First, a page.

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LeMars Sentinel Newspaper Archive: August 1, 1890 - Page 1

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Publication: LeMars Sentinel

Location: Lemars, Iowa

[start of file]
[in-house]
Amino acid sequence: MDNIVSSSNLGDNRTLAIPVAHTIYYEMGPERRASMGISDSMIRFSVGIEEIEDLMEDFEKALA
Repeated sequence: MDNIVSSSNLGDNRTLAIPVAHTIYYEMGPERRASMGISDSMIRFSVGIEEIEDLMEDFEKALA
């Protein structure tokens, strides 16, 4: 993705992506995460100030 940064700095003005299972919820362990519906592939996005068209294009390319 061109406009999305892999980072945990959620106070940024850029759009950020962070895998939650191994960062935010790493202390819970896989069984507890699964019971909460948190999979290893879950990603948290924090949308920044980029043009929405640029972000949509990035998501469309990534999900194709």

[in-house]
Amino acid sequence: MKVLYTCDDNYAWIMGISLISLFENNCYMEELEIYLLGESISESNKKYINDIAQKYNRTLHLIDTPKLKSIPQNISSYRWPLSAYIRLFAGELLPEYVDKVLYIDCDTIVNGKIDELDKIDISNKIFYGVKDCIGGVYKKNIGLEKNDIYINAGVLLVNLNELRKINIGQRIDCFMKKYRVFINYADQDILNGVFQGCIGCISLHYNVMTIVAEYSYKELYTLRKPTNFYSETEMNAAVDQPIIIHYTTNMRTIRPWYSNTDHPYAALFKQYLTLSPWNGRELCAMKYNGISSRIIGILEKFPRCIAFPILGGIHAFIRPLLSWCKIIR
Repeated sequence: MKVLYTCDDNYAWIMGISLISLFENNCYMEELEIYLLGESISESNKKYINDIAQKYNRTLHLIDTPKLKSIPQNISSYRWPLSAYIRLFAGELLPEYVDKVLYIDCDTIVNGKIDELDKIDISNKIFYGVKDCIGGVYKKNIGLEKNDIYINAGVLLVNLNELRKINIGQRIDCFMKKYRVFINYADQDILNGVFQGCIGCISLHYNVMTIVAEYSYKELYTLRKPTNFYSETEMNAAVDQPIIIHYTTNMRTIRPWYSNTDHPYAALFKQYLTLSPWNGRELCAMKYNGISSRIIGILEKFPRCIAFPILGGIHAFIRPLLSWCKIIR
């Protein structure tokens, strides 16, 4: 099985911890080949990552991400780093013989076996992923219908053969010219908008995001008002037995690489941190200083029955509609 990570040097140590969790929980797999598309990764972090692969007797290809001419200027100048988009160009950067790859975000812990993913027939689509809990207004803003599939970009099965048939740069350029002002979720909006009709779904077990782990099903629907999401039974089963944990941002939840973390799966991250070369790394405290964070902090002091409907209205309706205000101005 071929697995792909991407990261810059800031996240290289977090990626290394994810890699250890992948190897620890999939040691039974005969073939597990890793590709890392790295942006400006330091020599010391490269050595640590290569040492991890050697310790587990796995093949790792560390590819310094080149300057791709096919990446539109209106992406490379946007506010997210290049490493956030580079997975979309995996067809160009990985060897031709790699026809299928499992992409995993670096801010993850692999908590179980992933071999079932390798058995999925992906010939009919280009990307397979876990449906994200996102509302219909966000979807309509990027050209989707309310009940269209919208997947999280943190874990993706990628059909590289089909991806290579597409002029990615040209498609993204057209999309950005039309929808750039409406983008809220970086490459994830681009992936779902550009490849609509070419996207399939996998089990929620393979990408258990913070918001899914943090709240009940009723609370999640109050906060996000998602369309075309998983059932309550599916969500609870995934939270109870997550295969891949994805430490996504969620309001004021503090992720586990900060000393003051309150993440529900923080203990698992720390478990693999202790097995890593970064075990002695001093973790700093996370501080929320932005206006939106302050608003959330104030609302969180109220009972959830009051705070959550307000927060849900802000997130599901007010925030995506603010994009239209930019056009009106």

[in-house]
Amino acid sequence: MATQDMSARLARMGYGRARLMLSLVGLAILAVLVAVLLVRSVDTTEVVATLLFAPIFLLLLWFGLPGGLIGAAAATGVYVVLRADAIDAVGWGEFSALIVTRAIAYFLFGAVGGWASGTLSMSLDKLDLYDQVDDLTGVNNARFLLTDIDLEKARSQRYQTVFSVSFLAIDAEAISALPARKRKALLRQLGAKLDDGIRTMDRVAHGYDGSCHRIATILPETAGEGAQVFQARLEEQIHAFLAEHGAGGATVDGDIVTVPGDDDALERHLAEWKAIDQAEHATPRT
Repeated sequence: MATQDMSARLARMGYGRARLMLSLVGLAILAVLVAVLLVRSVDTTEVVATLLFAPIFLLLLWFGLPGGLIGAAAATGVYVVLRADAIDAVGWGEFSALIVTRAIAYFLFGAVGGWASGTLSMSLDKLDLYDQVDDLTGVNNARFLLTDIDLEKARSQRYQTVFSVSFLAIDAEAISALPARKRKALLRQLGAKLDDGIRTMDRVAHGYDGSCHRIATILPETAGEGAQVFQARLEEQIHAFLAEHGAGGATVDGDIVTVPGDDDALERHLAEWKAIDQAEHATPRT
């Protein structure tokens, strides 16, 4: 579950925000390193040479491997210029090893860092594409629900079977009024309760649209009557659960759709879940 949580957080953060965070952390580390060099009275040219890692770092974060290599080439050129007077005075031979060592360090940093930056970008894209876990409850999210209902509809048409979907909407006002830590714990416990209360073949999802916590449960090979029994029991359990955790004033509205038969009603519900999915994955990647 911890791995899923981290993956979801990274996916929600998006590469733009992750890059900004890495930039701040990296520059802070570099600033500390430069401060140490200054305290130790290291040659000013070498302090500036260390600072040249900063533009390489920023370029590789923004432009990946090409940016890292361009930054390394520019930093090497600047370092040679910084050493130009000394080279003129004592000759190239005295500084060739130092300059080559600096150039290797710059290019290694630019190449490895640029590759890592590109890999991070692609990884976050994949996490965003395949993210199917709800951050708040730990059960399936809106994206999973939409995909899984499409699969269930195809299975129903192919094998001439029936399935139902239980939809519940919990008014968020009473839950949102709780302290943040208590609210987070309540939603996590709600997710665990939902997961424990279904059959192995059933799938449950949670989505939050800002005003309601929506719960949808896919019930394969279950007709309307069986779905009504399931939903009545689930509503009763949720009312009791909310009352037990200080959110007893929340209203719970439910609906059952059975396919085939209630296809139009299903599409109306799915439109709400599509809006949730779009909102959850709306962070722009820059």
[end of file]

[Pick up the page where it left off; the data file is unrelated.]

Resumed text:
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   LeMars Sentinel (Newspaper) - August 1, 1890, Lemars, Iowa                                i:>jj2 V.;- T.l, 1890. ISSUED SEMI-WEEKLY. S2.00 PER YEAR ENORMOUS Of Fall and Winter Goods. Bat before leaving he Instrnoted the Boya to Xi ca-ooiDS -AT- Ruinoysly Low Prices Ab there MuBt be Boom -Which wiU Arrive- THE LAST OF AUGUST. IS? Rememf)er that we are the^ only Houaft>i^ flhi�sC9rwr,ot^the Stote,rwho filrniifhea yoaijril*ir.^!4 "% , EVEByi;EASdS: From Whicli to Select. Thia will makeBighteen Poll 8^o^ jbl!q�lh|^to,^ai;a4B-aa many.   aaona, ^hioh jiptM^ tl||th, ^    ,. We 4q business E Baxter the Republican Nominee for Governor of Tennessee. ffARYLAND'S    PROHIBITIONISTS Knmlnate [^tate Tlckot-Van Wyck, Harlan and ; Bryan Nebraska Noniineeii for CongresB. Caneres�lDnaI Candiaatog- Prohibitionists  Pat Up  a V � IIashville, JiUy 81,-Lewis T. Baxter was nominated by acclamation for igoyet-nor by the state Republican convention. The platform adopted by the* convention endorses the administration of Harrison as wise, patriotic and states-j manlike; endorses the efforts of Republican congressmen to enact a protective tariff law and the federal election bi 11; congratnlates the country on the wise gohitioU of the silver bill; denounces jtrnstB and approves the action of cou-gress inaking them a misdemeanor; denounces the state Denaocratic administration and the penitentiary lease system, and advises convict work on public roads; denounces election laws as a discrimination in favor of the wealthy, aiid favoring a constitutional amendment exempting from taxation $l,Oi)(( on valuation.: The convention then adjourned sine die. . Mr. Baxter is a son of the late John Baxter,: United States District judge for this circuit, and the son-in-law of Dr. Thomas W. Evans of New York City. He is a vojmg man of wealth and social standing. in the state, the president of the 0>mmercial club of this city, and ranks hi gh as a successful businessman. Maryland Frohlbitloniats. Baltimore, Md., July 80.-^The Prohibition state convention to nominate candidates for congress in the several districts, and a new state central committee; met at Glyndon Camp. There were 184 delegates and a laree crowd of visitors present. F. V. Rhodes was elected president. The congressional nominees were: First District-C. W. Covington of Kent county. Second District-George B.Anderson. Third District-W. J. Gluck. :   Fourth District-P. L. Perkins of Baltimore. Sixth District-Mr. Moulton of Montgomery. There were no nominations in the" :Fifth. Ex-governor St; John of Kansas made an address on "How High Tariff Robs the Farmer," and subsequently spoke on the "Relation of the Pres�Tit Administratinti - Michigan Frolilbltlonists. Lansing, Mich., July 31.-The state Prohibition convention here nominated the following ticket: Governor-Azorah S. Hartridge. grand president of the Patrons of Husbandry. Lieutenant Governor-Henry J. Allen, master workman Michigan Knights of Labor. : Secretary of State-F. S. Parmenter. 5 Auditor General-Major Ives, State Treasurer-Anson P. Codding-ton. Land Office Commissioner-Carlton Peck. Attorney General-James D; Adsit. Superintendent of Public   Instruc-tion-Prof. Howell. j^Meuaber State Board of Education-Prof. Colt. Supreme Judge-Noah W. Cheevor. Van Wyok NominatBd. Lincoln, Neb., July 81.-At the Peo-p'ei' congressional convention of the First district W. H. Deck of Saunders presided. The name of Charles H. Van Wyckof Otoe county was placed in nomination and was seconded by a rising vote of the entire convention. Amid the wildest cheering, ;Van Wyck was declared the unanimous nominee of the convention. The convention then adjourned. A committee, consisting of the chairman and secretary, waited on the ex-senator and begged his acceptance. He replied that he would take some tiine to give his answer. He had repeatedly said that he wouldnot accept Buch a nomination, and he did not think now that he would do so, yet he woiddnot absolutely decline at present. No central committee was appointed. THE OO] QVESTtOX. A Dcadlooked Convention. WashinqtonCourtHouse, C, July 81 i-The conveiition reassembled at 8 o'clock Balloting continued the same nritiit-ithe SiatlT! taUot^^^hen^ G nrithdi;ew,.;temporariIy�nd>gHv� Wallace 2.^, Doane 18, and Hurst 4. On the. saist ii3h�eii:;:i%tiimBd:^^SOT^ t^^ :ai])d'the Bam9.;deBd]iock^:C(>ntiunea until the,a49th ballot; when- Fayette retired to'consUt.; i^tiinii^ for. Little, .H for Wallace, and.,8for Doane. Onthe362d Fayette returned herjSO to: Hiust; wbioh^left^ the situa^^f tioniunchanged;; The; convention then' adjonrned to,9ot^Iocka/nu � ,, Korlh;I>�kota:BapubIlMna. . GsANp FoBKSi N. , D.v, July; a I.-The North ;il)akoto^Repnl>iican;>'c^ nominated.Capt. Burke- for governor, ; - Allans (Qr�,,lieut�n�nt; governor N. M; Johnson for congress; ^  An AlUanoe IComtnatibn., Atl^jita, iGta.j July 81.'-i-C. L. Moras aOiiA^iMoe^^^ c&ncnisshjrhth^ 'Fourthdistrict Demo crano convention. �     ;v�or CpnBre��in�n;from','M�lno,'.';'-/'>' Bath; Hie,, July *81.-;;^Hon* Chas. E.. AUenit.ofjI)re8den vraa^^inominated f^ oongr�ai9 byitb^^ Demoicrais Jot tiie Sec-wd Oiitrict. - � �r'%.^j       "Barlan'for.Oonxreii, �; ^/Hastwos, Neb.,"ijluly :�:.iliTT-Hon. vNa-ltkaia�W,^rlan was ^nominated for conr .^^.^jifit. 6-ai. eUstrict Repablioan' �liall Our Markvt* lie/ Tlirnwn Open to Addltlanal':^roduot�r New Yobk, JulyJ 81.-There was a very liv'ely meetijog ;of -the members of �;he Coffee Exchaiifee, at their rooms. At � meeting of the J managers it was resolved to j-eoonimfnd to the members nf the Exchange thit the delivery contract used by cdffee men in this city should be chang^ to include North, South and Central; America and East and West Indies jjoSEees, of any grade from good common to prime. iJnder the old contract onjy Brazil coffee from gnod common to piime was sold. This change was practically throwing open the markets of thisl country to the coffees of the East ang West Indies, North and Central America, in addition to that of Brazil, av^ will bring the amount of coffee l^iindled from 6,000,-000 to 10,000,000. m was resolved to call a meeting of ihe members of the Exchange to diScuss the matter before a vote should be taken upon it on Friday morning. Louis Selgsberg and Frank Horton spoke in favor of the chaDffG iind explained that it would prevent such a thing as a corner in the market. Mr. Gruner, of S. Gruner & Co., uiid Mr. Sielken spoke against the propobition and claiihed that it would result in an accumulation of poor grades, which would drug the market. The feeling on the matter runs high and the result of .Friday's vote is eagerly looked for. � . Abandoned "�6rd Ii'anntleroy." Philadelphia, July; 31. - Jane Anguish who is held oh the charge of having deserted a little boy who has been known as "Lord Fauntleroy," was given a final hearing. An agent of the society for the preveiitibu of crunlty to children testified that b}-'means of a photograph the society had tracked the child from. England to this counti-y, . and finally to this city. On Monday they arrested Mrs. Jane Anguish, a french woman, on. the. charge of being the person who had abandoned the boy. Upon being confronted with and recognized by the child, the woman broke down and confessed that she had abandoned him. Mrs; Anguish was fined $0(1, in default of ."??hich she was remanded to prison. Freddy, who is still in charge of the society, will be found a comfortable home. Cedar Point Regatta. NOEWALK, Conn., July 31.-^The Cedar Point Yacht club sailed its second regatta of the season. The Rival, of Greenwich, won in the flrstrclass;' the Fern, of Bridgeport, in the second, and the Rival, of Saugatuck; in the third. The New York Yacht dubfleet, on theit annual ci-uise. had accepted an invitation to participate in the; regatta, but the entire squadron of thirty vessels sailed eastward just as thevstart  WMotp be made. The reason for *this,ac'6'V a� tmknown, but thej3ed�fi^fliti*:'(!^enter-ffifn'fEeir'promised guests. The yachtsmen gave a hop at the Hotel Stanley in \Vestport.___ Wedncsilny'ii Maie ItiiU Game�. . NATIONAT. LKAOUE. At Cincinnati-Cincinnati, 0: Boston, 3. At Intllinaiiolis-Clevclaml. .1; Brooklyn, is, At ChicaKO-Ghlcago, 8; Piilladelnhla, 9. At Pittsburg-Pittsburg, 6; New Yorlt, 14. PLAYERS' I.EAOUB. At Buftalo-Buflalo. B: PliiladolpUift, 12. At Piltsburt'-Pittsburg, S:,New York, 10. Beoond name- I'ittsliurg, 0; New York, 12. At Clovuland -OlovuUmd, 2: Boston, 4. At Ciiiciigo-CliioaKo, fi; Brooklyn, 6. AMBRICAN ASSOCIATION. At Brooklyn-Brooklyn, 5; Columbus, la AtPhiladeliihia-Athlotic. 0; Toledo, 7. . At Syracuse-Syracuse, 1: St. Louis, B. WKSTEIIN ASSOCIATION. At Omaha^Oraahft, 8; MlnncapoHs, 4. At Kansas City-Kansas O'y, 14; Do8M'nos,10. At Sioux City-Sioux City, 2; Bt. Paul, 3. ' Ed Corrlgan Scores u Victory. Chicago, July 31.-Maater-in-Chan-j�ry Windes recommended the issuance af an injunction restraining the mayor and thief of police from interfering with the pool sellers on Mr. Con-igan's West Side track. The matter was referred to Mr.Windes tromthe cirouitcourt; where Mr. Corrigan's'attorneys made application tor the injunction. Mr. Corrigah cbi>.rges that the city officials have allowed the down town pool rooms to run in defiance of the law and also that prominent city ofiioials were "influenced" by money paid them by the pool rooms.'_ Blooded Yearlings Sale. New York, .luly 31.-Forty-four head of the Fairview yearlings, the property of Chas. Reed & Sons of Gallatin, Tenn., were sold at Tattersal's. The whole lot brought f.35,375. Among the yearlings sold were: Bay filly by iir. Pickwick, dam Shamrock, to Dr. B. W. Hall, for $8,900; chestnut filly by Mr. Pickwick, dam .Bradamante, toE. 8. ,Gardrieri.|4,0(i0, and bay coU by Mr. Pickwick, Jam Glen Hop, to: W. Lakeland, |!1,T0)). iOAI OF SPEECHES Both  Branches  of Congress Larg-ely Given to Talk. SUIMR, MOLASSE.S, RECIPROCITY. A Alovomont to Postpone Tariff I.eglsla-ilon in I.ino with lilalne's Kocaminend-atlons-Tlie Conference Report on the Original Pnckago Bill. �    '.('.n Engineer's,Fate; Columbus, O., July 31.-John H; Mul-lone, one of the best known engineers in the country, who has been employed by: the-Chicago, St. Louis and Pittsburg railroad in that capacity;: for the past twenty-five; years, was struck by .\ the limited' express at Bradford Junction and instantly killed.' - He did not notice ' the limited coming, and stepped from bis engine directly- in front of the limited.        _ The 'National Varmen*. Congreu.' Council Bluffs, Io., July Slj^-The National Farmers' congress will meet in annual session in this city Ajigust li6, Secretary Clayton vis hard'ativork Carrying put: arraugementej pertaining'to local 'matters here. >\!He A^faaei^'seisiired special; rat�s at the.vhdtols and- a rate Of' : a fare and one-third-ior-i theV trip vwill-,likely;be made, bythe; railroad8::;leading .intothe tily: ','V, Washington, July 31.-In the course of his speech on the tariff bill, referring to the countries of Central and South America, Mr. Morrill said that the rapid growth and development of these countries was one of the marvels of the age. With their vast areas of fertile land, and a favoroble climate, they had (aa might be expected) turned their chief attention to agricultural products and to cattle, sheep and horses. Of all these they had an abundant and cheap supply, not only for home consnmption,but also for exportation. To carry any of these products there, in the vain hope of finding a market, would be like "carrying coals to New Castle." At the conclusion of Senator Morrill's � speech, the consideration of the bill by paragraphs was continued. Numerous amendments in the nature of reductions offered from the Democratic side were rejected by party votes. In answer to a- question of Mr. Stewart, Mr. Aldrich stated that the per capita revenue under the pendini? bill would be p. Mr. Carlisle, referring to a statement made by Mr. Stewart, said that all the taxes collected on imports in Great Britain went into the public treasury. On the contrary it was the opinion of many that in the United States three or four times as much went into the pock-etsofpri-vate individuals as went into the public treasury,.and consequently that did not appear in the per capita statement. The policy of Great Britain was to impose taxes (mainly, if not entirely) on articles not produced in that country. The result was that the tax did not enhance the price to the consumer of any domestic product. The policy of the United States, on the contrary-and it was still further carried out by the pending bill-was to put on the free list articles not produced in this country, and to imposetaxes on articles similar to those produced at home. The effect, if not the object, of thJit tvO. icv.waiL.tcjii;��~.in viuuiuuuig those resulting from the enhanced prices of the domestic articles, as well as those that went into the treasury) would not be less than $10 per capita. He thought that no senator would deny that whenever 1)11 article of a certain Inud and riuality was actually imported and sold in the American market in competition with domestic articles of the same kind and quality, the amount of the duty was added to the price of the domestic article. This proposition was challenged and denied by Mr. Hiscock, who asked whether the tax of 15 cents a bushel on the 12,000,000 bushels of potatoes imported from Canada added la cents a bushel to the potato crop of the United States, and Mr. Carlisle's answer was that it did add 15 cents a bushel to the American potatoes sold in the immediate market where the Canadian potatoes were sold. The amount of imp9r-tation, however, was so inconsequential aa to have no effect on the general price of potatoes in the United States. Mr. Aldrich put other questions of a like character, and a discussion was carried on at considerable length. At its conclusion the consideration of the bill was continued, the duty on chloroform being reduced (on motion of Mr. Aldrich) from 40 to 30 cents a pound. A number of amendments offered by Democrats were rejected and after disposing of the clorotorm paragraph the senate-laid the bill aside. The confereoce report on the District of Columbia appropriation bill was discussed without action, and after a brief secret session the senate, at 5:31) adjourned.       _ Uunse. - The conference report on the District of Columbia appropriation bill was agreed to, and the house went into committee of the whole on the senate amendments to the sundry civil appropriation bill. * In speaking in favor of the senate irrigation amendment Mr. Cummings of - New York made -an atr..c tack upon the director of the geological survey, criticising the work of the bureau and ridiculing the preparation of the topographical maps; ^_   ^    -. Mr, Cannon defeuded Major Powell and said that Mr. Commings might have attacked him V for the-purpose of making a funny speech, or he might have taken thid source, to enact legisUr tiontwhich would place", the arid region at the disposal of less than 3,000. meuix Pending action the committee aros6.. The speaker announced the appoints ineht of the following .members on the; committee .to investigate, -the charges against Commissioner Raum:. Messrs. Morrill, Sawyer, Smyser, Goodnight and Miiu:tin of 'Indiana. .The house thisn, at 5:06, adjourned. -FOR THE POPULABr- -AND- J. I. Case Threshers, Horse Powers and Traction JBngines, At Spring Bros. Kliickhohii & Kerberg BEL FRONT,  OPERA HOUSE BLOCK, LEMABS. Have now their stock complete of seasonable goods.   Ladies will find it to their interest to look over the raammoth stock of While Goods, Embroideries, Dress* Goods, And the LATEST TRIMMINGS. Corsets and Hosery. gy your Dresses of Kluckhohn & Kerberg and get a pattern free with every Fine Shoes from $1.00 up for everybody. suit. BEELY & FISSEL. Save had a rhsh and sold a large amount of goods at their remarkably low prices. . The wholesale houses have stocked them up with another large stock of the very Latest and Finest Goods in the Market. They are again overstocked and will reduce prices accordingly. OF And Sixteenth Century Finish. Also a fresh We have the exclusive sale of the McLEAN'S SWINGING ROCKER. Also invoice of LADIKS' OAK ROCKERS, in Sixteenth Century Finish. They also keep the nicest and most complete stock of picture frame mouldings in the city. All Kinds of Repairing Neatly Done. Underiaking and Embalming a Specialty. BEELY & riSSEL, LeMars,        -       -       -        Iowa. -�^DENT a MORETON^ Over LeMars National Bank.  Do a Real Estate and Chattel Mortgage businesd.: Negotiable Papers bought.  Fire and Toronado Insurance in Reliable Companies. ALSO AGENTS FOR THE MUTUAL LIFE ]NSURAn6e GOMPANI^ ODET iTETW -STOISK:, t     LARGEST LIFE INSURANCE COMPANY IN THE WORLD. ESTABUSHED REPUTATION FOR FAIR DEALING. m bonUi Drowning in?'Bniinatonk�;'.--i':y MiNNEAFOUS, July 81. - L^wis'^D. .Washburn, a leading oivil engineer'ofi ;jthiBcity, was dfbwiiea:at'I^ {tonka, with his. ni^e;  " . "j I     An Appeal rrvmTl^liwreuoe. ,i -^^'Lawkenoe, MaiB,ftfiily-.8i.---Tlii8i:'re-'liefs^^qmmittee decided ,'t(i,i)38ue tk Ml "'~ �"" "'^-'de.assistancqj^'i'lorv.thfeoy^^ - - Conflrmatloug. . Washington, July Sl.-^The senate in executive session confirmed the followr ing nominations; T. S. Sharretts of Maryland, general appraiser of merchandise;^ B/F. Strong, to^ :United i States marshal -for the district of Gonneoticnt;C.v O. Churchill; to be collector ot customs for the cUstrict of Plymouth, Mass.; H. H.Fay,' 'postmaster at Newport,,- B. L   The TOWNSBND BROS., -DEALERS-IN-T 8hingle8,Lath..Post8, Sash, Doors,.Moulding, Goal, Lime, STUCCO,' HAIR. STONE BRICK, PAJNTS AND BUILDING HABDHSApiB Will sell as low aa the lowest, will treat you fairly and merit yonr fiitu�*rtM YARD8ATLEMARS, RBMSEN, GRANVILLE AND GEObVC- T M. A. MOORE, -DBAiiBB' nr-r /.post--------_____^   , �aenate also confirmed the renominations i6f\ the ministers M Denmark, Bolivia^i ..Switzerland and ': the Hax^aiian islands jto:>l�e envoys extraordinary and minis^ teirsVplenipotentiary" ;tOLthose'oounirles.i Tite.>Qrl(ln�l'Vaakage.Oonfe WASHraoTON, July Slv&r^The conferrees on the "onginal package" bill agreed inpon a report. By a vote of 5 to 1 they agreed to recommend sthat the house re-:, cede from its amendment and agree toi the aenate bill. ' The inember of the conference who .^oted: against this prop-ositipn V was Mr..,f,Qate3; of; Alabama. Mer, Lath, Shingles^ - Bllrtdsi Mouldings; Building Pag STONE. .HARD AND SOFT .Cl@ Offices at LeMars^ Kingsley and Mo^tpUe/ .. -,. ..... ||gg|^^^=- 'Therewillbea*otlflglitover.the repoiffc .,,/iu the house and.iOie^bill may he B�nt L 'into conference again, j . � ... Sift.:...... �'nM^|pfti^i:;ft?x:;i|;?, A large and w^irafsorte^ stook of_ ^asoned'.LwA^i   ness-I .luive concluded: to,9ill||^>ini^^alJ ithe cbn^ng.BeBBonr .'B|:inK ii%ote ard.gfade%. ISToi^^wJllflnSf Ittj^ydn